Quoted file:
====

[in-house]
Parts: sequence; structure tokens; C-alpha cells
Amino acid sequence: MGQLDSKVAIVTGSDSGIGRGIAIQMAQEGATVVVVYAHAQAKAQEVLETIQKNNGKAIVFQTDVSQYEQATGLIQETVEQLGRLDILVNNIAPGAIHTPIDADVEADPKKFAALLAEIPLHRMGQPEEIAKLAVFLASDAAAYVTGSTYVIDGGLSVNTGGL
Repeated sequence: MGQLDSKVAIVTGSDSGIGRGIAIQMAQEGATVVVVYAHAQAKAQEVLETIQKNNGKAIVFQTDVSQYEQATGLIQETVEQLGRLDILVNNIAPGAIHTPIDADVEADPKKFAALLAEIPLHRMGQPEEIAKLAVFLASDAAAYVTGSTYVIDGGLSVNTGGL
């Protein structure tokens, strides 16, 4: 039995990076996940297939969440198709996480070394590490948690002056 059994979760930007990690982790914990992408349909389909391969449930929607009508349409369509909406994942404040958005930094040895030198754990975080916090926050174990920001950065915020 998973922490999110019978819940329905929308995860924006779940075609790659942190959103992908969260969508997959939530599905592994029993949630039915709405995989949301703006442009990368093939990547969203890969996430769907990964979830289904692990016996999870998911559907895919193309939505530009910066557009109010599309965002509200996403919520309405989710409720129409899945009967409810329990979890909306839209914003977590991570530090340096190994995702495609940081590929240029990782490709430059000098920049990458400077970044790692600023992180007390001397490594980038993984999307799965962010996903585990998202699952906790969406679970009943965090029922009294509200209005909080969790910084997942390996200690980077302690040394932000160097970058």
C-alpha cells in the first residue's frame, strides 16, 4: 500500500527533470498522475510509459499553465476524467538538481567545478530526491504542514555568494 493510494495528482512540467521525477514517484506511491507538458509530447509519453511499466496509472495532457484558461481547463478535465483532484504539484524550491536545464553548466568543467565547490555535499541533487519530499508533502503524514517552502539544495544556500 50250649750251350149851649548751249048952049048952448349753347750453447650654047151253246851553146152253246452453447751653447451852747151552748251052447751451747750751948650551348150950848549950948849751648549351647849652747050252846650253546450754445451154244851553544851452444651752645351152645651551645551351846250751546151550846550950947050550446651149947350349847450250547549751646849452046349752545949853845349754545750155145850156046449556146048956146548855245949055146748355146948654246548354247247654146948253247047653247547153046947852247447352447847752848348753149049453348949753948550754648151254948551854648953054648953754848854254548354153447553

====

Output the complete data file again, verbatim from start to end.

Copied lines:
[in-house]
Parts: sequence; structure tokens; C-alpha cells
Amino acid sequence: MGQLDSKVAIVTGSDSGIGRGIAIQMAQEGATVVVVYAHAQAKAQEVLETIQKNNGKAIVFQTDVSQYEQATGLIQETVEQLGRLDILVNNIAPGAIHTPIDADVEADPKKFAALLAEIPLHRMGQPEEIAKLAVFLASDAAAYVTGSTYVIDGGLSVNTGGL
Repeated sequence: MGQLDSKVAIVTGSDSGIGRGIAIQMAQEGATVVVVYAHAQAKAQEVLETIQKNNGKAIVFQTDVSQYEQATGLIQETVEQLGRLDILVNNIAPGAIHTPIDADVEADPKKFAALLAEIPLHRMGQPEEIAKLAVFLASDAAAYVTGSTYVIDGGLSVNTGGL
């Protein structure tokens, strides 16, 4: 039995990076996940297939969440198709996480070394590490948690002056 059994979760930007990690982790914990992408349909389909391969449930929607009508349409369509909406994942404040958005930094040895030198754990975080916090926050174990920001950065915020 998973922490999110019978819940329905929308995860924006779940075609790659942190959103992908969260969508997959939530599905592994029993949630039915709405995989949301703006442009990368093939990547969203890969996430769907990964979830289904692990016996999870998911559907895919193309939505530009910066557009109010599309965002509200996403919520309405989710409720129409899945009967409810329990979890909306839209914003977590991570530090340096190994995702495609940081590929240029990782490709430059000098920049990458400077970044790692600023992180007390001397490594980038993984999307799965962010996903585990998202699952906790969406679970009943965090029922009294509200209005909080969790910084997942390996200690980077302690040394932000160097970058």
C-alpha cells in the first residue's frame, strides 16, 4: 500500500527533470498522475510509459499553465476524467538538481567545478530526491504542514555568494 493510494495528482512540467521525477514517484506511491507538458509530447509519453511499466496509472495532457484558461481547463478535465483532484504539484524550491536545464553548466568543467565547490555535499541533487519530499508533502503524514517552502539544495544556500 50250649750251350149851649548751249048952049048952448349753347750453447650654047151253246851553146152253246452453447751653447451852747151552748251052447751451747750751948650551348150950848549950948849751648549351647849652747050252846650253546450754445451154244851553544851452444651752645351152645651551645551351846250751546151550846550950947050550446651149947350349847450250547549751646849452046349752545949853845349754545750155145850156046449556146048956146548855245949055146748355146948654246548354247247654146948253247047653247547153046947852247447352447847752848348753149049453348949753948550754648151254948551854648953054648953754848854254548354153447553